My friend Shawn, who is both witty and waggish, said of the name of Mister Donut's cafe experiment called "andonand" that there seem to be quite a few more "ands" in there than necessary. It is a silly name and I actually encountered it before the Mister Donut franchise annexed itself to the name. The chain "andonand" had a shop in Shibuya at one point but it disappeared. Apparently, it is being resurrected by Mister Donut.
Mister Donut is the biggest donut chain in Japan because they know how to craft a donut for the Japanese market. They are smaller, fattier, and less sweet than donuts at places like Krispy Kreme and lighter than the dense offerings at places like New York Donut (a franchise which has kiosks in major train stations in Tokyo). They're also great at incorporating traditional Japanese flavors such as kinako (toasted soy flour), green tea, "black" sugar, and sesame into their baked treats.
While researching for a review of new donuts on offer by the venerable "Misdo", I clicked over to their "andonand" link. The concept is to provide superior service and a more refined eating experience in the shop including metal utensils and ceramic dishes, but mainly to reduce waste by avoiding disposable wrapping. Their tag line is "sweet smile and heartfelt service". While I was on the site, I couldn't help but note that there were some very appealing flavors on offer that were very different from Mister Donut's varieties. At the time of this post (and I'm sure they'll change through time), they included lemon tea, caramel custard, orange caramel, maple almond, espresso affogado, and cassis and cheese. I also noted that the donuts are significantly more expensive with prices ranging from 180 yen ($2.21) for the cheapest to 250 yen ($3.07) for the mid-range to 430 yen ($5.29) for the most expensive. Most of the common Mister Donuts are 100-180 yen in price making these a premium price by comparison.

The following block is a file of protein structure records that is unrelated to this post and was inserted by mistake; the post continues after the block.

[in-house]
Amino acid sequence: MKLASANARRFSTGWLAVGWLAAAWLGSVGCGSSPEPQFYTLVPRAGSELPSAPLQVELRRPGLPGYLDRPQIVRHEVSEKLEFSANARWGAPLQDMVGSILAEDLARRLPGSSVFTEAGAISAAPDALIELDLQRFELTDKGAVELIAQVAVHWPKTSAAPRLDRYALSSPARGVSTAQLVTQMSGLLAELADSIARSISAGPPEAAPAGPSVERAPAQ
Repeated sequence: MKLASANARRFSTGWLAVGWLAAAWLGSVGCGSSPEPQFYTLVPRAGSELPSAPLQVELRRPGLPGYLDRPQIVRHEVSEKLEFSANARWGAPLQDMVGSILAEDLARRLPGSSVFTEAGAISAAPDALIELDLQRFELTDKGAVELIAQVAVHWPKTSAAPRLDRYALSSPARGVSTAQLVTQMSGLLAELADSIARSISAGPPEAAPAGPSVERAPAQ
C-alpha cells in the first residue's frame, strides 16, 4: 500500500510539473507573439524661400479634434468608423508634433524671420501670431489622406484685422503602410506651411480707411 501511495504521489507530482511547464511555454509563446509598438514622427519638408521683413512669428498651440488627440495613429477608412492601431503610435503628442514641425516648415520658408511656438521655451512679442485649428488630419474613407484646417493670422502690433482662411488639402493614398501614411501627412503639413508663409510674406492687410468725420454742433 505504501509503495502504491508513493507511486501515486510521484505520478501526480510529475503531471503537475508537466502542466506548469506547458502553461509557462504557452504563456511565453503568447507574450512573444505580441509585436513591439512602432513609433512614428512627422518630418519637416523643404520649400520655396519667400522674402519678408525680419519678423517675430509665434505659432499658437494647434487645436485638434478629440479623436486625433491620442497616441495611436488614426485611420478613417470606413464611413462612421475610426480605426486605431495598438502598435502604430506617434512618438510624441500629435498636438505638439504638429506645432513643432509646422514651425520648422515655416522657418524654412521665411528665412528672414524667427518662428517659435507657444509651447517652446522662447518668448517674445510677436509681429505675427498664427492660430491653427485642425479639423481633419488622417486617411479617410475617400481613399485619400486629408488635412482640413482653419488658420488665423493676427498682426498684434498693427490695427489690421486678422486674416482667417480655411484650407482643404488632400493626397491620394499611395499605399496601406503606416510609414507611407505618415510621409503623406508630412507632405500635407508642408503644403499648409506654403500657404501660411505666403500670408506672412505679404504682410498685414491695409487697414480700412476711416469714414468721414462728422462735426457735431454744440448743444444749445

There are currently no branches of this franchise in Tokyo, but my husband and I stumbled across one during a trip to Yokohama and couldn't resist taking advantage of the opportunity. The staff were very friendly so they lived up to their motto in that regard. As part of the more upscale experience, they pack your purchase in a Krispy-Kreme-style flat box rather than in the type at Mister Donut (which places donuts in a paper bag or vertically in a long box) We were also very surprised to see beer for sale in a donut shop. This sets this apart from standard Mister Donut, which markets a lot of kiddy toys that can be acquired through fukubako or point cards, and is clearly a family place as well as a one-stop-shop for coffee and donuts for everyone. While I think it's all well and good to target adults, I can't imagine pairing beer with donuts, but then I don't drink alcohol of any kind.
top from left and clockwise: orange caramel, caramel custard, lemon tea, maple, honey twist
My husband is the donut aficionado so he selected more than me, but I split a caramel custard with him and had a lemon tea one for myself. The caramel custard one was sublimely good. The filling was rich, creamy and deliciously flavored with a good caramel (possibly even real) flavor that wasn't overwhelming. The lemon tea was a cake-style donut with excellent texture, and the flavor on the modest but adequate glaze was nice, but not as well balanced as I might have liked. I think it could have used a little less tea or possibly less lemon. There was too much of both for me. I didn't eat the others, but my husband said they were very good, too.
The question is whether or not these are worth the premium price compared to the more easily available and cheaper donuts you can locate at Mister Donut's regular shops. My answer is, yes. They're really good and if you want something a little special and well-made (and you're in Japan and have access to these shops), I'd say go for one, especially the caramel custard. And if you have a donut with beer, tell me how that goes for you. ;-)